We paid, took off from the market, and then immediately stopped to get gas. I am not sure why the drivers don´t just get gas before, but my guess is that they need the passengers´ cash to pay for the fuel. Another thought is that the fuel could be stolen if for some reason they did not end up leaving today. I stepped out to buy some snacks and use the bathroom. It was then I realized that there were 4 people in the back seat! Wow I am glad I spent that extra $10.
By the time we left Monrovia for good, it was 10:50, nearly 3 hours after I left my hotel.
Outside the city, the road wound through beautiful jungle. The road was paved, but there were many potholes.
Along the way to the border, we passed 4 checkpoints. At each checkpoint, somebody manually held a rope across the road, making it impossible to drive through. We, the passengers, would get out, walk through a little gate where a police officer would ask to see identification. Then we would get back in the car. By the time, we got back into the car, the driver most likely already paid a bribe so we were good to go. To avoid giving the police any leverage for a bribe, I prefer to use a paper copy of my passport.
There were 4 checkpoints between Monrovia and the border.
The first checkpoint was supposed to be biggest one. I showed a copy of my passport to the guard. He asked if I was Peace Corps. I said yes and was immediately let through.
The second checkpoint occurred 15 minutes later (I really don´t get their purpose because what would the second checkpoint find that the first one missed?). Same deal, I was let through easily. In the car, the other passengers commented how I was treated differently – in their minds better – than the locals. Not to worry, that opinion would soon change.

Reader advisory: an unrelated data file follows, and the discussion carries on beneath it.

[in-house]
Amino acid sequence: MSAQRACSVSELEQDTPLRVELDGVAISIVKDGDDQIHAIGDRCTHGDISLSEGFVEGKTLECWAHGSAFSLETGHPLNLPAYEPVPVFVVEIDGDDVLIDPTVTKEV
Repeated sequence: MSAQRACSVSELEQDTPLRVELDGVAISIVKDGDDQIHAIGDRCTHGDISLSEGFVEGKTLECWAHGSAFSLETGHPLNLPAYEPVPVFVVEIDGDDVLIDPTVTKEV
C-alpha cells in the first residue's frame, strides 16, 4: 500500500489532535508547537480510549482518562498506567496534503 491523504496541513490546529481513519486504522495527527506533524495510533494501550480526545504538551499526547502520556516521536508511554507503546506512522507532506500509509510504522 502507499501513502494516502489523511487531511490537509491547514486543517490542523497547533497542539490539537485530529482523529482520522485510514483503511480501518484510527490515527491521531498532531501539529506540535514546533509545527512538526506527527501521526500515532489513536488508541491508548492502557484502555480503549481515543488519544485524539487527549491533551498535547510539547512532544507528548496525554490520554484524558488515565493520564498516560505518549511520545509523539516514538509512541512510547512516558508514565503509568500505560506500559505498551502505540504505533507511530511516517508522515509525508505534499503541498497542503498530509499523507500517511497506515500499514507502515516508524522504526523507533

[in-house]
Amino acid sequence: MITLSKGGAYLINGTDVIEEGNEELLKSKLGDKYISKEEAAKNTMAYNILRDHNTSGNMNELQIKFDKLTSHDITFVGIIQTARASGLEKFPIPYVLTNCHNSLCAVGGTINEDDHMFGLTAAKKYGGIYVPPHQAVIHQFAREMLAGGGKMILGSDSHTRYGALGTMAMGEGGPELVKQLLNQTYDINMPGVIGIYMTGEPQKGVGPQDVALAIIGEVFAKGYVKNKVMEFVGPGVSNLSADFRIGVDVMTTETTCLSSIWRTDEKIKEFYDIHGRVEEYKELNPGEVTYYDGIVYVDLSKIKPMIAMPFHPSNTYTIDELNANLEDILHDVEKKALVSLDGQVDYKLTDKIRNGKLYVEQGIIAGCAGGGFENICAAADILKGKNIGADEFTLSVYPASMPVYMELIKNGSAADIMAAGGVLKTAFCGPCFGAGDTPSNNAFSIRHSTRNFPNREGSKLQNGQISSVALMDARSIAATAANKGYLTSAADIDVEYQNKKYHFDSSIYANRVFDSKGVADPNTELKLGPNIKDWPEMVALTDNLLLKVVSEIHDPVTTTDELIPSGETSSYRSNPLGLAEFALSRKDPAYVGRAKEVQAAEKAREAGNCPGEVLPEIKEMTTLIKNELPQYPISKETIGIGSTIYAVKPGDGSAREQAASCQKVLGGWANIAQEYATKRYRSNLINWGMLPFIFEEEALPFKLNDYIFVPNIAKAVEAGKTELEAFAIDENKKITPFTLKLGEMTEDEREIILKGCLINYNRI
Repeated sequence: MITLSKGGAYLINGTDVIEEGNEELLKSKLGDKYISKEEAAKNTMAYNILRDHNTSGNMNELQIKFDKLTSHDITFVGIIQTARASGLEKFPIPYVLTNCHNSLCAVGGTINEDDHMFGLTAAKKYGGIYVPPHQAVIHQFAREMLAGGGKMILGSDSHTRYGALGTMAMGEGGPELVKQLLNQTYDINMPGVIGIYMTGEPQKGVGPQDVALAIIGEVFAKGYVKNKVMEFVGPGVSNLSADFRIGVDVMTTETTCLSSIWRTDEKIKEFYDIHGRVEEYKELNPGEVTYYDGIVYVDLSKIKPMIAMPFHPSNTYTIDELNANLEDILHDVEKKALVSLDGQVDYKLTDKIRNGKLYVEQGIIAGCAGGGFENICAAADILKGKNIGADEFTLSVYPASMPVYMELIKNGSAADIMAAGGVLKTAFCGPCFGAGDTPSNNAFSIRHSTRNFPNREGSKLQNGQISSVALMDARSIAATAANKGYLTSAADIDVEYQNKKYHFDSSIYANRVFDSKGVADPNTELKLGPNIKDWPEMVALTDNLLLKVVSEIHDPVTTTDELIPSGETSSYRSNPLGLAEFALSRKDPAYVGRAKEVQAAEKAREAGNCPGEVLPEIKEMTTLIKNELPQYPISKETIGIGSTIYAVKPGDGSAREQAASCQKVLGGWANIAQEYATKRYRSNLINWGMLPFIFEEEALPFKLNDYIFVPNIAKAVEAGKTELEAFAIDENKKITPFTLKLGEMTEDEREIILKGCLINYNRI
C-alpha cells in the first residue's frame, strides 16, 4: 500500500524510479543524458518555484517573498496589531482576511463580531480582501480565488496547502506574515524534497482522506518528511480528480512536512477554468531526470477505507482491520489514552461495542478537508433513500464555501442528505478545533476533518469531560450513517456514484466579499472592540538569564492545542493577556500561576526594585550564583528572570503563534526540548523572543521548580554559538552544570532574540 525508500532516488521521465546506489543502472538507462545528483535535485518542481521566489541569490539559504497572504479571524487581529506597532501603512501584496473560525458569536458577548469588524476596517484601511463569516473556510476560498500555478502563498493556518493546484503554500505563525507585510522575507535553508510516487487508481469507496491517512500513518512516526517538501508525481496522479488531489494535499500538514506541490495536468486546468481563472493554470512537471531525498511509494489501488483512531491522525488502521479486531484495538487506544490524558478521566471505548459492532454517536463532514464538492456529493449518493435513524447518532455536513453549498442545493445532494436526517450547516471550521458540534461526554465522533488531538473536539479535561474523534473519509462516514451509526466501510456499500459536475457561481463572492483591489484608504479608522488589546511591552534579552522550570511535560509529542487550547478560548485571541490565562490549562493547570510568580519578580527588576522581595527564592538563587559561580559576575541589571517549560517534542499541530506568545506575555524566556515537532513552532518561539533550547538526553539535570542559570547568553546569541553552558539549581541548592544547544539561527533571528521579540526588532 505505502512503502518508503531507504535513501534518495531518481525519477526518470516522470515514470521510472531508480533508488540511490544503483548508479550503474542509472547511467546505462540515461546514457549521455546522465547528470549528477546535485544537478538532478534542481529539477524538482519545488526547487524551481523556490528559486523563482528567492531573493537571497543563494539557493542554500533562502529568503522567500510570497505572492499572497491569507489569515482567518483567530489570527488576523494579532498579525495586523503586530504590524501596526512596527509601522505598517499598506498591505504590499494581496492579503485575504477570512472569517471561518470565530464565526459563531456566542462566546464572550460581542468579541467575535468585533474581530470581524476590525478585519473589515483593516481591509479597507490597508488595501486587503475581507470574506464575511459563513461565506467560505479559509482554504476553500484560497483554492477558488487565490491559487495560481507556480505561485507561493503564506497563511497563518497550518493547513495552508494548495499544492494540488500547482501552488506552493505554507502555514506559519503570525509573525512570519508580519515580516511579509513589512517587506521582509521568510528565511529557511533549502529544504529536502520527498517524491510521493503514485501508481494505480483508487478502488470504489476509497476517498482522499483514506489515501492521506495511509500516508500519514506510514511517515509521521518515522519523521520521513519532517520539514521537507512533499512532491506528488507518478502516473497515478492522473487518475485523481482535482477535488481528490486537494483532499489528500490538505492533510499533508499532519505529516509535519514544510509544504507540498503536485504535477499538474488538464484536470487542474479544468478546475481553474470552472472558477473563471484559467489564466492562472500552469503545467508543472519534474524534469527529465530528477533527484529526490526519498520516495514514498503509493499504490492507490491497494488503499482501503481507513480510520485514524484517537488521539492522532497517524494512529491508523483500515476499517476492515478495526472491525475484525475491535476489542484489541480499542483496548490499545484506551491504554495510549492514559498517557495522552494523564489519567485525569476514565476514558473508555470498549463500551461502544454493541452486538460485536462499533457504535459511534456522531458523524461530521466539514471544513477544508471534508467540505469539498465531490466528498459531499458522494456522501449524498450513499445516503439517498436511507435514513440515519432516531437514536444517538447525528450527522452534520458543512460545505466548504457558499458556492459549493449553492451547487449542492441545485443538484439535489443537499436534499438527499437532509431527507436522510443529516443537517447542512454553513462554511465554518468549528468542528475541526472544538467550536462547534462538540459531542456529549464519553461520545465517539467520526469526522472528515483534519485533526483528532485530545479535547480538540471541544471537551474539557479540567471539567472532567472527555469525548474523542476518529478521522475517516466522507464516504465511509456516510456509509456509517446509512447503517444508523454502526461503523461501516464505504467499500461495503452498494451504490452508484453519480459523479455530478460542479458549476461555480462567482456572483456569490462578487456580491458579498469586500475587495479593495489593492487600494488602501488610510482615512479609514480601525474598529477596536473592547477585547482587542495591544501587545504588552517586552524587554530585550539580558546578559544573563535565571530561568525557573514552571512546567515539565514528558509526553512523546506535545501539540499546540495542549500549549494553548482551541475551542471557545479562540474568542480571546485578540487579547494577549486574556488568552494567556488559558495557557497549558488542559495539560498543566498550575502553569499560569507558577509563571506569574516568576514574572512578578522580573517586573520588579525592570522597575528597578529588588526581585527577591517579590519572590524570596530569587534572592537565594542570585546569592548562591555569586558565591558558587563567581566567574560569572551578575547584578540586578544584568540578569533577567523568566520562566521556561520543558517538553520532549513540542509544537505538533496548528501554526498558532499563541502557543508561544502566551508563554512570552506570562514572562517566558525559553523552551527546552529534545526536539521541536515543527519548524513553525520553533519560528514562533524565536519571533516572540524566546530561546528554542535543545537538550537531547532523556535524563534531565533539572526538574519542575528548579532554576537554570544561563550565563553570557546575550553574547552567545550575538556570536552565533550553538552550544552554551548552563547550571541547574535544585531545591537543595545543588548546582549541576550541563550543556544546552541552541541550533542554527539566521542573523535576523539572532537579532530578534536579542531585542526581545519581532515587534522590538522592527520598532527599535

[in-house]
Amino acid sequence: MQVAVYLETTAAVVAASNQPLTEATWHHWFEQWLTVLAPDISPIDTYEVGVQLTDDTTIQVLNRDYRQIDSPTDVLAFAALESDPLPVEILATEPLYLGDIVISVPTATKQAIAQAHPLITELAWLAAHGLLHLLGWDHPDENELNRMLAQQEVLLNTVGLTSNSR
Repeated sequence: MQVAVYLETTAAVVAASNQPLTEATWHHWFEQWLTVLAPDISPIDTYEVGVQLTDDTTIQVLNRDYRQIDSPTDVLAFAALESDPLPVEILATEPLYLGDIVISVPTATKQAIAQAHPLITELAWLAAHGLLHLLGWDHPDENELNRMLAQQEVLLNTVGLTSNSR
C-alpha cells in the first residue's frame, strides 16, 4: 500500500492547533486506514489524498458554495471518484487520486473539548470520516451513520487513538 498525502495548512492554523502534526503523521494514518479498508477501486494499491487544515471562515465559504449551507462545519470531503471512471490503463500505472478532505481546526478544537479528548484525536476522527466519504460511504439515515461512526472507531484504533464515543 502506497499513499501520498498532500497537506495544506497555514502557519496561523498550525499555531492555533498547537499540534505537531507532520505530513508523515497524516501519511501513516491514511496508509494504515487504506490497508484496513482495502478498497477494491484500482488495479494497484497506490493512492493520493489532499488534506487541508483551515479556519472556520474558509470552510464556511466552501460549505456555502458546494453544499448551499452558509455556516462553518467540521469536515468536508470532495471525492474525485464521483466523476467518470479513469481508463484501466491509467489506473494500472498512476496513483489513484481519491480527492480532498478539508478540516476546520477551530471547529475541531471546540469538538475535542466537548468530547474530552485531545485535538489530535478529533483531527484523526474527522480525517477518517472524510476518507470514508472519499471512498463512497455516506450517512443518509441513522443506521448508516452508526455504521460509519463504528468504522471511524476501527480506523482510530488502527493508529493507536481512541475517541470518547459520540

As I walked through the third checkpoint, the big chief of the post walked right towards me and demanded to see not only my original passport but also my visa. “This is extremely important” he told me. After a good laugh, I reluctantly pulled out my actual passport and gave it to him. He flipped through the pages, found the visa page, and let me go. I think he was disappointed that he could not find a way to ask for a bribe. I have heard stories of African roadside policemen incorrectly telling people that visas are not valid unless issued in their home country and then asking for a bribe, but mine was issued in New York. The other passengers then commented how I was treated so poorly.